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Capodanno v. Commissioner of Internal Revenue

decided: June 20, 1979.

LILLEY CAPODANNO, APPELLANT,
v.
COMMISSIONER OF INTERNAL REVENUE, APPELLEE; R. T. CAPODANNO, APPELLEE, V. COMMISSIONER OF INTERNAL REVENUE, APPELLANT.



APPEAL FROM THE UNITED STATES TAX COURT (T.D. Nos. 3786-75 and 5112-75)

Before Gibbons and Hunter, Circuit Judges, Meanor,*fn* District Judge.

Author: Meanor

Opinion OF THE COURT

After a considerable legal battle through the New Jersey courts, appellant Lilley bCapodanno was held to be entitled to an award of separate maintenance from her husband, R. T. Capodanno. At the conclusion of their litigation, Lilley received from her husband during 1971 a lump sum payment representing arrearages on the award and monthly payments thereafter. When Lilley filed her 1971 federal income tax return, she reported as income the total of the monthly payments received that year but did not report the lump sum arrearage payment. She also sought to file her return as an unmarried individual. The Tax Court held that Lilley and R. T. were not legally separated under the separate maintenance decree and that Lilley could not, therefore, file as an unmarried person. It also held that the lump sum arrearage payment constituted 1971 income to Lilley. The consequence of the latter ruling was that R. T. could deduct the lump sum payment from his gross income. Lilley's appeal challenges the Tax Court rulings that forbid her to file as an unmarried person and require her to report as income the lump sum arrearage payment. The Commissioner supports the Tax Court judgment in all respects, but has filed a protective cross-appeal from that part of the judgment authorizing R. T. to deduct the lump sum arrearage payment. If Lilley is successful in her appeal from being forced to include that lump sum payment as income, the consequence is that R. T. will be unable to deduct it and will be subject to an additional income tax assessment. We affirm the Tax Court in all respects and, hence, dismiss the Commissioner's cross-appeal.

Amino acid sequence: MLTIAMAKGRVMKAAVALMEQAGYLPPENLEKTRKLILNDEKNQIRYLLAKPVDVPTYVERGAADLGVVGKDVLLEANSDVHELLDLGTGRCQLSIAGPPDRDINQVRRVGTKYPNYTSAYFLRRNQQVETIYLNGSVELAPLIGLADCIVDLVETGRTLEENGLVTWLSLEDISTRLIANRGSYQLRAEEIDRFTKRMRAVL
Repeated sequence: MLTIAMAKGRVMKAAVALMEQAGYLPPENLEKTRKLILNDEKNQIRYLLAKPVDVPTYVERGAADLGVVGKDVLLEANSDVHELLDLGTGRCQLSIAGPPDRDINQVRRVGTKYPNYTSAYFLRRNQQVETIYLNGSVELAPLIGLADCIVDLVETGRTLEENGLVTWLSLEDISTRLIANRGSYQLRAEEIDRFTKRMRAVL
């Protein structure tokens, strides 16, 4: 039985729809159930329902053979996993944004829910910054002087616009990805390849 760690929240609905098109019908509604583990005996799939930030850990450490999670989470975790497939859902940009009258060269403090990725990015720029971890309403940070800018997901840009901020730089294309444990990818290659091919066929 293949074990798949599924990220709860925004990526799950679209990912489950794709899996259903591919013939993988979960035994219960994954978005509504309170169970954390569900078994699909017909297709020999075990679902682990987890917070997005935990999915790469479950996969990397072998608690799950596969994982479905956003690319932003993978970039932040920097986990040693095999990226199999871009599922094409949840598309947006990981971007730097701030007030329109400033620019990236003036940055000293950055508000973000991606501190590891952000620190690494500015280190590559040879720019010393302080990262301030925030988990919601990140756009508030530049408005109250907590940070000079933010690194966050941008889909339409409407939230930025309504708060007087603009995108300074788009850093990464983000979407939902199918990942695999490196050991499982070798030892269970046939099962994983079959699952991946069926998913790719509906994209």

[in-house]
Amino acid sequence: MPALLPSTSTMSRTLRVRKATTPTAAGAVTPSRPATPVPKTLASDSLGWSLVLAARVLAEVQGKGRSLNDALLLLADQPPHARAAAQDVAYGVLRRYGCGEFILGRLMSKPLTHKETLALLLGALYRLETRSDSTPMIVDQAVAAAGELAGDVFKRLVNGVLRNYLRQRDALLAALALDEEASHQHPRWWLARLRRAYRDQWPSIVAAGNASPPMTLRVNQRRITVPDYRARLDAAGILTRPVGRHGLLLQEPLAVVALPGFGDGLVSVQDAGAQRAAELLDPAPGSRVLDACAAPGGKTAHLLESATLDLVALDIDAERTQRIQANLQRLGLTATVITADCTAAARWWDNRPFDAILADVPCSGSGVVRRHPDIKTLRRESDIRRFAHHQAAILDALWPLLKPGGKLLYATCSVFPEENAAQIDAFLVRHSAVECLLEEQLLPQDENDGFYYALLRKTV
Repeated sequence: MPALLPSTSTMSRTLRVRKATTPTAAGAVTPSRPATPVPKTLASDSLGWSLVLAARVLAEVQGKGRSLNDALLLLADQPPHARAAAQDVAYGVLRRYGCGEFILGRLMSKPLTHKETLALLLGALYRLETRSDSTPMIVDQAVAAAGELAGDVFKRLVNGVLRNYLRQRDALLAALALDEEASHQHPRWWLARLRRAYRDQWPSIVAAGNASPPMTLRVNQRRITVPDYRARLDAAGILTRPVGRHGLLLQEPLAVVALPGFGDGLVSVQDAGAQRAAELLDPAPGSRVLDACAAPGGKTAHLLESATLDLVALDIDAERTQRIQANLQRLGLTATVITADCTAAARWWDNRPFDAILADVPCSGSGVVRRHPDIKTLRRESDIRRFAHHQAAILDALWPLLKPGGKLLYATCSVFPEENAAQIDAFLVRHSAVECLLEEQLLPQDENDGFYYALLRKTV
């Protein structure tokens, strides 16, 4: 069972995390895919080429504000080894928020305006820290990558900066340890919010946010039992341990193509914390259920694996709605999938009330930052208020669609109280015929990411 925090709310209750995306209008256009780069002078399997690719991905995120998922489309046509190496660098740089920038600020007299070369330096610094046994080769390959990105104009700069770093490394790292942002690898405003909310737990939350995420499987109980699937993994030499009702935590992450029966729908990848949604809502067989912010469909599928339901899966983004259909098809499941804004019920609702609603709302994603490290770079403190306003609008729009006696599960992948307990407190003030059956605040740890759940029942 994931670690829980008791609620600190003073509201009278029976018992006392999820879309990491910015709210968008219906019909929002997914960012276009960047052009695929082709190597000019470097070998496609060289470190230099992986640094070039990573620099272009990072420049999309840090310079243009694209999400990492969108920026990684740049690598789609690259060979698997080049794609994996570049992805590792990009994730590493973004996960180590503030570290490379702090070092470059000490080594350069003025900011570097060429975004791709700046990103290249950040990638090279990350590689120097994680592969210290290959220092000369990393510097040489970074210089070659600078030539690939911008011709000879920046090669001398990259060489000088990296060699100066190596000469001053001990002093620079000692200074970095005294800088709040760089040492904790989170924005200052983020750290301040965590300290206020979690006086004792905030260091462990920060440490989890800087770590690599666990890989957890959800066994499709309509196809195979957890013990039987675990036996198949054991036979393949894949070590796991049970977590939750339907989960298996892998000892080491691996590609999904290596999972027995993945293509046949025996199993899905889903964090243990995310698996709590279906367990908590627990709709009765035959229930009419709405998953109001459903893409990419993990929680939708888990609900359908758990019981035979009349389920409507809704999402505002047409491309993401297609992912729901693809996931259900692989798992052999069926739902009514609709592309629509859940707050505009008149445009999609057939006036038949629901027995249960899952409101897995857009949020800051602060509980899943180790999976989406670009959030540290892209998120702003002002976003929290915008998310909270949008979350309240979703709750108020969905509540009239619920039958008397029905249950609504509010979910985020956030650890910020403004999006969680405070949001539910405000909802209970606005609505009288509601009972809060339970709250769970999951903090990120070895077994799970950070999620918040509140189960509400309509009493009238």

I

The Capodannos were married in 1938. In October 1964, Lilley left her husband, R. T., and has lived apart from him since that date. On July 8, 1965, Lilley instituted an action for separate maintenance, N.J.S.A. 2A:34-24.*fn1 The theory of the action was the constructive abandonment of Lilley by R. T. because of his extreme cruelty toward her. Although R. T. conceded that his wife was compelled to leave because of his extreme cruelty, the trial court refused to make an award to Lilley. The Superior Court of New Jersey, Appellate Division, affirmed in an unreported opinion, but the New Jersey Supreme Court reversed. Capodanno v. Capodanno, 58 N.J. 113, 275 A.2d 441 (1971). The result of the Supreme Court's decision was an award to Lilley of $400 per month retroactive to July 8, 1965, the date upon which her separate maintenance action was instituted. R. T. thus paid Lilley the following sums in 1971:

(a) $19,880 (retroactive lump sum payment representing $400 per month from July 8, 1965 to April 5, 1971).

(b) $3,100 (monthly payments of $400 from April 5, 1971 to November 30, 1971).

On her 1971 federal income tax return, Lilley reported only the $3,100 as income and did not report the lump sum of $19,880 which represented accrued monthly payments. She filed an individual return claiming the status of an unmarried person. R. T. deducted the full amount of his payments on his individual return, and also claimed the tax status of an unmarried person.

On audit, the IRS determined that the arrearage payment of $19,880 was includable as income to Lilley as well as the $3,100 total of monthly payments made following the Supreme Court decision. The IRS also insisted that neither Lilley nor R. T. could file as an unmarried person. The Tax Court*fn2 agreed with the IRS and held:

1. That the total amount of payments (both the arrearage lump sum and the monthly payments) were income to Lilley;

2. Neither Lilley nor R. T. were entitled to file as an unmarried individual.*fn3

The following issues flow from this fact complex and will be discussed and ...


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